Five other things found lurking in the world’s sewer systems

Be very afraid. Image: Sub-Urban.com via Flickr, published under creative commons

Sewers are scary. They’re dark, they drip, and what we know of their contents, we know to be disgusting. But it’s what we don’t know that really scares us – anything could be lurking down there in the dark. That is, one presumes, why so many urban myths are attached to them. In the collective consciousness, the underground veins carrying waste beneath our cities are the perfect Freudian repository for our greatest fears.

It probably doesn’t help that bizarre things actually do turn up in sewers all the time, making it harder to stamp on the idea that sewers are nightmarish places, populated by monsters: Alligators and snapping turtles; fatbergs and fatberg-loving tourists. Here are five other things recently found in sewers.

  • Annelid worms, most recently found in a North Carolina sewer, are long worms which combine with each other to form giant, convulsive pimples of slime on sewer walls. They also reform when you try to pull them apart, like a revolting modern hydra. Here’s a picture:

  • A Melton Mowbray sewer was recently blocked with hundreds and hundreds of tennis balls, which is weird, but at least not retch-inducingly gross. According to a report by the BBC, “Experts are still puzzled how or why anyone managed to flush so many balls.”  Indeed.
  • In 2009, a Japanese sewage treatment works reported that it had found nearly nearly 5 million yen (just shy of £40,000) worth of gold in the sludge produced by Nagano prefacture. A report in the Telegraph credited the find to the "high concentration of precision equipment manufacturers using the precious metal in the Nagano region".

In all, the newspaper reported, the works was yielding around 1.9kg of gold for every tonne of ash. Which may not sound like much, until you learn that the Hishikari Gold Mine was producing only 40g of the metal per tonne of ore.

  • In 2010, a cow went missing from Fujian province in eastern China for four days. Turned out, she'd spent all that time lost in the village sewers. Aww.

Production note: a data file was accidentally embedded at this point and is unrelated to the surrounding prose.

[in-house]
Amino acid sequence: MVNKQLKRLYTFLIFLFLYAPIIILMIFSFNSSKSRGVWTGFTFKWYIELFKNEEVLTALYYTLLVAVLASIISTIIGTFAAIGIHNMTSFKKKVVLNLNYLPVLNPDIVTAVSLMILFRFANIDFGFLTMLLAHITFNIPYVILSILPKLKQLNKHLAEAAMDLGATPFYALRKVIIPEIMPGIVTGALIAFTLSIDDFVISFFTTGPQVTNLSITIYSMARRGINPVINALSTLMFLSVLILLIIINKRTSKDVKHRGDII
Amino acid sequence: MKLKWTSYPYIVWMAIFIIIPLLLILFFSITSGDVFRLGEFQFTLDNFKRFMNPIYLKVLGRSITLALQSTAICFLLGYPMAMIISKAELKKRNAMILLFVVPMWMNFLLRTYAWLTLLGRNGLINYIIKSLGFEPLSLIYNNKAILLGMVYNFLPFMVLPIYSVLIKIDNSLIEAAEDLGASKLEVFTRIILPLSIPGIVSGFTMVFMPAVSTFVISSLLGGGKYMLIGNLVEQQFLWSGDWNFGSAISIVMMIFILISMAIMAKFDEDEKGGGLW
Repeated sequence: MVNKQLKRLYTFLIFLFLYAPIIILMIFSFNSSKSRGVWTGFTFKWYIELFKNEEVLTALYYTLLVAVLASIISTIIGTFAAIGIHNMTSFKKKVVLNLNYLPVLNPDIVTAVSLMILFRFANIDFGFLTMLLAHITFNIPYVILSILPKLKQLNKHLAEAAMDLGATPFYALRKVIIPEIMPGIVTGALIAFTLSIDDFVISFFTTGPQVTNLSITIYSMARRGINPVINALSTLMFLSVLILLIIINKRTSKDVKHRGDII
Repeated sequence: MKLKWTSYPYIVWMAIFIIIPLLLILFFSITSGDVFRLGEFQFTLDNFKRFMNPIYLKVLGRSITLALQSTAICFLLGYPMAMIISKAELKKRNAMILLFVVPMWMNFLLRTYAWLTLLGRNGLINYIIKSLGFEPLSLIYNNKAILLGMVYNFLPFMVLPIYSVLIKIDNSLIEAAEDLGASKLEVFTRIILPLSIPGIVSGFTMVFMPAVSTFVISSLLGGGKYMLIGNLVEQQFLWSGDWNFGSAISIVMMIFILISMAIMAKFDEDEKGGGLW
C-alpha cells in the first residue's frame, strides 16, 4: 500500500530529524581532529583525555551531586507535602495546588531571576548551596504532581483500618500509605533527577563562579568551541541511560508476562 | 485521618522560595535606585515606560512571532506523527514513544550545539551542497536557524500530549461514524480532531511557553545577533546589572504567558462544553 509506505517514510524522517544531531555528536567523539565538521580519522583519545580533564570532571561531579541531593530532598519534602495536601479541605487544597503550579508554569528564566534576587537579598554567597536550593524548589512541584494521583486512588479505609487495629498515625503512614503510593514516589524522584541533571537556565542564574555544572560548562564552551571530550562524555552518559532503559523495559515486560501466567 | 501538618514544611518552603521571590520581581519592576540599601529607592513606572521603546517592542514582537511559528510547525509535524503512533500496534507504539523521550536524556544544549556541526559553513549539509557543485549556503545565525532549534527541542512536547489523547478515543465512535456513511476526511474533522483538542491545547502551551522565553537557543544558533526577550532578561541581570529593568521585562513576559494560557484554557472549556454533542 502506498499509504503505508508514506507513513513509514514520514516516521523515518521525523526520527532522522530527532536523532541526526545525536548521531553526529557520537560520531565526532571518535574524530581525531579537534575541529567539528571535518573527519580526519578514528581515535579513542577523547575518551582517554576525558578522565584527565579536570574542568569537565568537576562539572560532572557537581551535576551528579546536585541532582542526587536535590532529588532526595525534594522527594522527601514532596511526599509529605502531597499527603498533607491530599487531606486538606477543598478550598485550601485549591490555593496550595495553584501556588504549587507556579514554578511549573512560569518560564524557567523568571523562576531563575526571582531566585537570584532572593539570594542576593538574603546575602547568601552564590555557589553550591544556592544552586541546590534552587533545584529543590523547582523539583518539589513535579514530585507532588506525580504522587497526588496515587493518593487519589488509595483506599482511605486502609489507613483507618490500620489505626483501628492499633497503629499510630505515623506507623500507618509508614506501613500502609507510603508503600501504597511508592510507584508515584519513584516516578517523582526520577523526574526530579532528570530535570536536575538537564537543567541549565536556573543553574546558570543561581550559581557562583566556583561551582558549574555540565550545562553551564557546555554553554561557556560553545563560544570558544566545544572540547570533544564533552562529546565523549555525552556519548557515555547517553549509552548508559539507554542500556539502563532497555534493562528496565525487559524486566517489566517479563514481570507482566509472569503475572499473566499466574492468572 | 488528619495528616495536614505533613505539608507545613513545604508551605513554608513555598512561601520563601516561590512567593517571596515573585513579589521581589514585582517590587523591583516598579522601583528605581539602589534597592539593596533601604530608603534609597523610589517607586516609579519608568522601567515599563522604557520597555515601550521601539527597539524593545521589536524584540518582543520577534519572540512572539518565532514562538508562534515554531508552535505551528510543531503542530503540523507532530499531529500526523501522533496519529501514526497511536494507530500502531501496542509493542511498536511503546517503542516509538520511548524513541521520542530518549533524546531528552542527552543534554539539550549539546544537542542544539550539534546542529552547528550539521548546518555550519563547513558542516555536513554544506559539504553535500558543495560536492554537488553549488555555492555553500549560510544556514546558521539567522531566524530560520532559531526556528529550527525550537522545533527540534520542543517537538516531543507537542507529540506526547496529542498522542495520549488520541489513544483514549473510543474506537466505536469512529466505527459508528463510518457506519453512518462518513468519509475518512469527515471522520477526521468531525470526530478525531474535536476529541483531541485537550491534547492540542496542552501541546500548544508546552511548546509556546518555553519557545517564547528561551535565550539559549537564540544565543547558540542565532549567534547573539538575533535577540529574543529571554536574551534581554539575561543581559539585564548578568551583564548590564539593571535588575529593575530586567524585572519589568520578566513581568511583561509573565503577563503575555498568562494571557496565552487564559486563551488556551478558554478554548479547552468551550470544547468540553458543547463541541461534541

This turn of events sounds pretty unlikely, so you'll be surprised to learn that, earlier this year, a different cow got lost in the sewers beneath a different Chinese province (Guangxi, this time). Here’s a video:

I dunno, guys, maybe it's time to start using manhole covers?

  • Last but not least, Colonel Gaddafi, the Libyan dictator, emerged from a drain in Sirte waving a golden gun just before he was killed. A video, which we’re not going to link to, shows the rebels pointing with great excitement down the concrete pipe where they found him. A pretty ignominious end to 42 years in power.

Luckily, a member of the general public one is very unlikely to come into contact with any of this. Despite what YouTube would have us believe, items or animals don’t regularly make it up from the sewers into toilets and taps.

Instead, most of the above (with the notable exception of Colonel Gaddafi) were found by people whose job it is to tramp around sewers unblocking pipes and removing things that shouldn’t be there. In the US and the UK, they’re known as “sewer flushers”, and they make their way through pipes clearing blockages and checking for fat buildup, tennis balls, etc.

It’s probably a good thing for everyone in society that sewer flushers are well-paid for their efforts: - £45,000 a year in the UK and around $60,000 in the US. Whether that would be enough to tempt you to a job with a description containing the word “sewer” in close proximity to the word “wading” is another matter.

 
 
 
 

Podcast: Second city blues

Birmingham, c1964. Image: Getty.

This is one of those guest episodes we sometimes do, where we repeat a CityMetric-ish episode of another podcast. This week, it’s an episode of Friday 15, the show on which our erstwhile producer Roifield Brown chats to a guest about life and music.

Roifield recently did an episode with Jez Collins, founder of the Birmingham Music Archive, which exists to recognise and celebrate the musical heritage of one of England’s largest but least known cities. Roifield talks to Jez about how Birmingham gave the world heavy metal, and was a key site for the transmission of bhangra and reggae to western audiences, too – and asks why, with this history, does the city not have the musical tourism industry that Liverpool does? And is its status as England’s second city really slipping away to Manchester?

They also cover Birmingham’s industrial history, its relationship with the rest of the West Midlands, the loss of its live venues – and whether Midlands Mayor Andy Street can do anything about it.

The episode itself is below. You can subscribe to the podcast on AcastiTunes, or RSS. Enjoy.

I’ll be back with a normal episode next week.

Jonn Elledge is the editor of CityMetric. He is on Twitter as @jonnelledge and on Facebook as JonnElledgeWrites.

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